31 May 2017

Olarro Conservancy May 2017 report

From the 5th of May to the 10th of May 2017, Stratton Hatfield from the Maasai Mara Martial Eagle Project and Femke Broekhuis and Britt Klaassen from the Mara Cheetah Project spent time in the Olarro Conservancies in search of Martial eagles, lions and cheetahs.
The objectives of the visit were to:

  • Gain a better insight into the geography of the Olarro Conservancies
  • Find new Martial Eagle pairs and their nests
  • Start gaining a better insight into the lions and cheetahs in both conservancies by determining group composition and creating catalogues of individuals

During the stay the data, including our effort, were all recorded using an in-house data collection application made in Cybertracker. While more was driven, the field team covered a distance of 650 km using the Cybertracker application.

MARTIAL EAGLES
Two new Martial Eagle pairs and their nests were found by Stratton Hatfield during the reporting period.


The Olarro North Conservancy Pair
The first nest was found in Olarro North Conservancy in plot 3228 at the following GPS coordinate: -1.440314° and 35.537993°. This pair has been named the Olarro North Conservancy Pair. They are nesting in a large Vachelia xanthophloea tree.


The Olarro South Conservancy Pair
The second nest was found in Olarro South Conservancy in block 13 at the following GPS coordinate: -1.472009° and 35.476194°. This pair we have named the Olarro South Conservancy Pair. They are also nesting in a large Vachelia xanthophloea tree. This pair was observed courting during our visit. It is our hope that they choose to nest later this year.


LIONS

S.O.L. Males
One the 6th May we sighted two adult males in ONC and going through the Mara Lion Project ID catalogues we found that they were two males called Osidai and Leshaan who used to be part of the S.O.L coalition. The S.O.L. coalition used to consist of the three males, Simiren, Osidai and Leshaan who are estimated to be born in 2007. They were first sighted in Naboisho Conservancy at the beginning of 2011 where they controlled one pride. By 2012 they ruled the entire conservancy. In 2015, they gradually started traveling to Ol Kinyei Conservancy, moving between the two conservancies and they moved to Ol Kinyei permanently by their own will that same year, taking over the Ol Kinyei pride. The last sighting we have of them in Ol Kinyei was in October 2016. The question remains whether they have moved permanently to Olarro Conservancy, if they are there opportunistically intruding or if they move continuously between Olarro and Ol Kinyei Conservancies.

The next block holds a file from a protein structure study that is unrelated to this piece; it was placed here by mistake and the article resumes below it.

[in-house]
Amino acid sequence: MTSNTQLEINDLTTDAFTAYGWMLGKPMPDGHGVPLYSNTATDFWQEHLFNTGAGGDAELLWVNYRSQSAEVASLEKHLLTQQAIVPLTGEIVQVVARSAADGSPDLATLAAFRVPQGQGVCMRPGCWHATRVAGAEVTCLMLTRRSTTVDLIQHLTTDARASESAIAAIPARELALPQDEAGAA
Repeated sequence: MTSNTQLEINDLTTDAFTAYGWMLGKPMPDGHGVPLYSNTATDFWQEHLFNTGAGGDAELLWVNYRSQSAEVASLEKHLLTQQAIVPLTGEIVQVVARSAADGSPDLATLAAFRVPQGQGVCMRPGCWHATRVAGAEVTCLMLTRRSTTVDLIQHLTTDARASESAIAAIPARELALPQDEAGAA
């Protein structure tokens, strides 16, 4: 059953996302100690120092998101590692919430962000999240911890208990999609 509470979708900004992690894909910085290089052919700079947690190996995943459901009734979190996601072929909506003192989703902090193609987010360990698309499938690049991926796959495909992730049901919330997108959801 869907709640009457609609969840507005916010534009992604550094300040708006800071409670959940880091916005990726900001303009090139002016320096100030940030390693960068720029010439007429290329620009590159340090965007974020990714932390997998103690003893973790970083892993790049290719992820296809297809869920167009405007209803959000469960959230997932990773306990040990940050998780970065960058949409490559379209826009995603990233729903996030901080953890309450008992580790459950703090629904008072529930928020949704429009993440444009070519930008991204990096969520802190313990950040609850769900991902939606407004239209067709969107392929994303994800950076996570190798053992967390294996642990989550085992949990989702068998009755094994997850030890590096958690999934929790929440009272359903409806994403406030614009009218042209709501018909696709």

One female has been recorded close to the Ropile luggar and we believe that she is from a pride residing in that area. Further monitoring will shed more light on this pride.
Enshipai Pride

One female has been sighted in the Enshipai area and we believe that she is from a pride residing there. Further monitoring will hopefully reveal more pride members in this pride.

Normasi Pride
This pride was seen in the southern part of OSC. So far we have recorded two adult males, three adult females and 10 cubs of three different age classes. Several of the pride members seemed to have some sort of eye infection.

One of the adult females from the Normasi pride was seen with an infection in her right eye.

Identification catalogues were created for the lions that were sighted during this trip. The catalogues are compiled from the few sightings that we had on our first monitoring trip to Olarro Conservancy and the quality and completion of them will improve as our monitoring efforts continue.

CHEETAHS